Improving revenue management –which includes the management of multi-party trade settlement (sometimes dubbed bifurcated trade management) — is an equal opportunity for all supply chains. No matter whether you are in a consumer, high tech, life sciences, or chemical supply chain it is a major source of cost, waste and frustration. Executives often will ask, “Why can’t we get this right?” I laugh and empathize. What seems so simple is very complex.
The revenue management process varies by industry. Each value network shapes demand a bit differently and the contract terms are VERY industry specific. For example, consumer products companies lean heavily on trade promotions, high tech supply chains focus on new product introductions, life sciences on rebates and value-based outcomes and the chemical industry on price. Despite the differences there are commonalities:
- Traditional CRM is not the answer. The historic footprint of CRM is sales pipeline management, customer service and call center execution and business development. This footprint lacks the data model for either decision support (Revenue Management Optimization (RMO)) or execution (Revenue Management Execution (RME). This CRM data model is fundamentally flawed—focused on a pipeline data model for sales effectiveness versus a product/services data model that looks at the process workflows of bifurcated trade, the inter-relationships of the demand shaping levers (price, promotion, incentives, buzz from the social web, trade and brand marketing and new product launch) and the visibility of a clear baseline forecast. As a result, the industry is forced to nurture and evolve small, industry-specific providers to augment and redefine front-office functionality.
- Complex Workflows with Substantial Opportunity. For the corporate fiscal year ending in 2010, the size of the prize is large. The average consumer products company spent 22% of revenue on trade promotion management (source Symphony/IRI and AMR Research/Gartner) and for the average life sciences company, rebates represented 18% of revenues (source IMS). For either industry segment this can quickly add up to over a billion dollars annually. Yet, no company that I have interviewed in either industry (over 150 companies) believes that their processes are under control. Uniformly, companies see revenue management as an opportunity, but do not know how to seize the opportunity. There is no easy answer. To understand why, read on.
- Industry-specific Workflows. Each industry shapes demand differently, has different contracting processes with their downstream trading partners (buy-side), and uses substantially different language/terminology to describe what they do. (Can you imagine if you substituted the acronym BOGO (Buy one Get one Free) from Consumer Products (CPG) sales cycle for Averaged Managed Price (AMP) for life sciences sales cycle?) These processes are VERY industry specific.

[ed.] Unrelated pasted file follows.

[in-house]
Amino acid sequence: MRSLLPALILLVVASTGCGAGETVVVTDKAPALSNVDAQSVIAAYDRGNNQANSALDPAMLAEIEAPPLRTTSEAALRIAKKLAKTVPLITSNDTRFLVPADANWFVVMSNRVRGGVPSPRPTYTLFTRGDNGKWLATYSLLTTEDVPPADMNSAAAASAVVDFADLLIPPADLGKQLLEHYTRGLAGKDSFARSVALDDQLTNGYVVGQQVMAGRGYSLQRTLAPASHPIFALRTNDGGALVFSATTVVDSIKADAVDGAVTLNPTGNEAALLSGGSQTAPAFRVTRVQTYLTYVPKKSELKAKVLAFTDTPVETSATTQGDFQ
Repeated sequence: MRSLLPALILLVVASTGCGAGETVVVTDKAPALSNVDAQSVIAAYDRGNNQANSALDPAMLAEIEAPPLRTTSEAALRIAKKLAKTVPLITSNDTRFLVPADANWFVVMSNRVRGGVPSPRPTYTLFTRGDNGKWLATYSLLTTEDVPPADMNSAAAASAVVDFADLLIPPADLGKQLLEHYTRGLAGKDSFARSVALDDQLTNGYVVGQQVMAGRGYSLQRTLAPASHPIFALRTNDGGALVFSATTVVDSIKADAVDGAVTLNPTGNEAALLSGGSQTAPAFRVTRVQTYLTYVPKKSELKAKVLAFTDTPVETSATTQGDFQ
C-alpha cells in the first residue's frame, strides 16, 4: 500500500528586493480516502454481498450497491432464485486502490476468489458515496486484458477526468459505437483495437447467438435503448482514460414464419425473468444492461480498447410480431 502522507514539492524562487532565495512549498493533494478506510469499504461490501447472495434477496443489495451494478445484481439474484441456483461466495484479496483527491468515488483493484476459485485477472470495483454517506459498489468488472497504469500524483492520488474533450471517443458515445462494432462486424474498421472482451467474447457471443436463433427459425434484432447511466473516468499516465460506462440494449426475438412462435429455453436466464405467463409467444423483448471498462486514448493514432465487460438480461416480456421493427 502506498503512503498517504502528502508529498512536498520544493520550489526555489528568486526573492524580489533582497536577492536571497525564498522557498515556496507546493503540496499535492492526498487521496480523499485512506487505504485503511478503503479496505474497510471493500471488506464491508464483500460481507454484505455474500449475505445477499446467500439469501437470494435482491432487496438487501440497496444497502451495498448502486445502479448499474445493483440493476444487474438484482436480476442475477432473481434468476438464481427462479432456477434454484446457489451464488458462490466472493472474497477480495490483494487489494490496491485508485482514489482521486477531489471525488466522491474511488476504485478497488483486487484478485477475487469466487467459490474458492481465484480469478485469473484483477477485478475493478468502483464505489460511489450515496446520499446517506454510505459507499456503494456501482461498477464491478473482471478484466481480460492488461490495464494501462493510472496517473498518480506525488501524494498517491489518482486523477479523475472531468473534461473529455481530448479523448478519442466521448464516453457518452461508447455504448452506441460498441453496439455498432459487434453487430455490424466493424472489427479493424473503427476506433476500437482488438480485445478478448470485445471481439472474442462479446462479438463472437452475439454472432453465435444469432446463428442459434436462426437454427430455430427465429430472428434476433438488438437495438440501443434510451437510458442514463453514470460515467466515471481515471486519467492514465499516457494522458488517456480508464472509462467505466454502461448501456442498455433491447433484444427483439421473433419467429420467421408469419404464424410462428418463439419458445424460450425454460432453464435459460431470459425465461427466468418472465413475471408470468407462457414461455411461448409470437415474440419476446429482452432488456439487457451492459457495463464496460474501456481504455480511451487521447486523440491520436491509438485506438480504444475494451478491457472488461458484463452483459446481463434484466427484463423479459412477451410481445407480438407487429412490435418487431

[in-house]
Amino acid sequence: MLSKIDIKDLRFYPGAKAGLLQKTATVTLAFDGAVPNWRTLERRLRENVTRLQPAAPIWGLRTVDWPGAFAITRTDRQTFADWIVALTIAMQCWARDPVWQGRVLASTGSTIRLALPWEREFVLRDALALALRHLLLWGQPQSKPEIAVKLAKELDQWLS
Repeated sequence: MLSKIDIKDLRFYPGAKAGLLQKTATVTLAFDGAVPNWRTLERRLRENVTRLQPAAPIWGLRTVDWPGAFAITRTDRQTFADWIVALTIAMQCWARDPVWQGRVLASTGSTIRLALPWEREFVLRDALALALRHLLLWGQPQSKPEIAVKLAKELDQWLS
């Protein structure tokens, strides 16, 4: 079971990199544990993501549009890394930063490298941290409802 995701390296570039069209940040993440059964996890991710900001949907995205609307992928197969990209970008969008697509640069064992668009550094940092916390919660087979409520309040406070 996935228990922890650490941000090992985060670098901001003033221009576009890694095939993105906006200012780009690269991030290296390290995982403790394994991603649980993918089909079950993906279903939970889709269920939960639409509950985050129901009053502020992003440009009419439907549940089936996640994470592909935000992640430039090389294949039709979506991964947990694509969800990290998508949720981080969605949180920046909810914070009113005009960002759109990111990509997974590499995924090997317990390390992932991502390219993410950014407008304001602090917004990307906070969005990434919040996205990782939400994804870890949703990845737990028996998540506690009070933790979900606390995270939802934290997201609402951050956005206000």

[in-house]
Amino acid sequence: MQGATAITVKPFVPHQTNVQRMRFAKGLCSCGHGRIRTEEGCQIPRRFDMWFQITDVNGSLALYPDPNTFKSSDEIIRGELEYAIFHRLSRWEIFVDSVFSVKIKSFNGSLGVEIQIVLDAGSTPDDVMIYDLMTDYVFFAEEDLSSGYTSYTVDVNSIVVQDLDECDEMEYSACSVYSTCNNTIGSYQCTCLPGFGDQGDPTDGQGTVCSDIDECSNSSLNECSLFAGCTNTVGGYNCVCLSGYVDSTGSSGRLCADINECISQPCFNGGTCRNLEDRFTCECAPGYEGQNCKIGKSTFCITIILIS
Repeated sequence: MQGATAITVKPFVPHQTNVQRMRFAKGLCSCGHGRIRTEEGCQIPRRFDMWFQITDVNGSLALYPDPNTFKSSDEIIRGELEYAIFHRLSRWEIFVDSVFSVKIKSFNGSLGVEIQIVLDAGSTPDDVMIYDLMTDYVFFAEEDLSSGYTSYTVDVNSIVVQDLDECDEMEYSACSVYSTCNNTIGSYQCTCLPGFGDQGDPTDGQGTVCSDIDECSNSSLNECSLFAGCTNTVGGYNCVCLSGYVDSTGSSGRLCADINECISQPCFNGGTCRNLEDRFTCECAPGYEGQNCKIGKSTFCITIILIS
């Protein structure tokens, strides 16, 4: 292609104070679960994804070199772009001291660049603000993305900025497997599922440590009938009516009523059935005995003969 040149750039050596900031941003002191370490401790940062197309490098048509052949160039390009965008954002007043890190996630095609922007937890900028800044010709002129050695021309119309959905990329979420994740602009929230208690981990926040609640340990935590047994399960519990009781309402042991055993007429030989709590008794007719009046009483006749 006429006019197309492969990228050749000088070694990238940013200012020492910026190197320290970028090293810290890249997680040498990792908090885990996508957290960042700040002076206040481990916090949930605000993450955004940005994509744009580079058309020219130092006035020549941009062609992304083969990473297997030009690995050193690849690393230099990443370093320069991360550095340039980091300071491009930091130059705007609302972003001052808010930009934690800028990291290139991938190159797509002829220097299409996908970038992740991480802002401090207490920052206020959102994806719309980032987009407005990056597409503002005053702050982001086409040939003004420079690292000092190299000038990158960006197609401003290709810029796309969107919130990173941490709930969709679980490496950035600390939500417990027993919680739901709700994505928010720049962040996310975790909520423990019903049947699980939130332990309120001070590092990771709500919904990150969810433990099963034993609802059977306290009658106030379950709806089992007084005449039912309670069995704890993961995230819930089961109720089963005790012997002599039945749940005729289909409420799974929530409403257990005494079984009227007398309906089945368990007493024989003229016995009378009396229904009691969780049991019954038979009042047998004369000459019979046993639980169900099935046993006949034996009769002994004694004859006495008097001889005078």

This leads to a problem. When buying a solution, where do companies turn? Who can they trust? There is no perfect solution. Why? Traditional Customer Relationship Management (CRM) technologies are insufficient to solve the problem. In sales cycles, the battle lines in sales cycles quickly form. Information Technology departments want one throat to choke and believe that this type of functionality can be sourced from a CRM or ERP provider. Lines of Business (LOB) leaders believe that they need industry-specific functionality from industry-specific suppliers. They are both right, they are just not good at drawing the battle lines. Companies need traditional CRM functionality for business development and contact management, but industry-specific functionality for predictive analytics, base-line forecasting and bi-furcated trade management. The decision on Business Intelligence needs to be based on the total IT portfolio.
- Changing Processes. These are not enterprise, but are inter-enterprise workflows, driven largely by the nature of the relationships in the extended value chain. As a result, they need to be designed from the outside-in not the inside-out. It is not easy. The technologies lack an inter-enterprise system of record and standards. Given the recent shifts in power and the increasing compliance/regulations of these industries, the industry processes are in flux and the need is greater with even more dollars on the table.
- Opportunity Abounds in both Planning and Execution. While revenue management should be a horizontal process focused on demand orchestration, the applications in the market are largely piecemeal serving organizational silos not end-to-end supply chain processes. There are no complete solutions. The choice is fraught with risk, but I have seen greater success when companies chose industry-specific best of breed providers than try to adapt the data model through custom development that is required with an ERP solution. In short, while people want it there is no effective end-to-end solution for any industry for revenue management.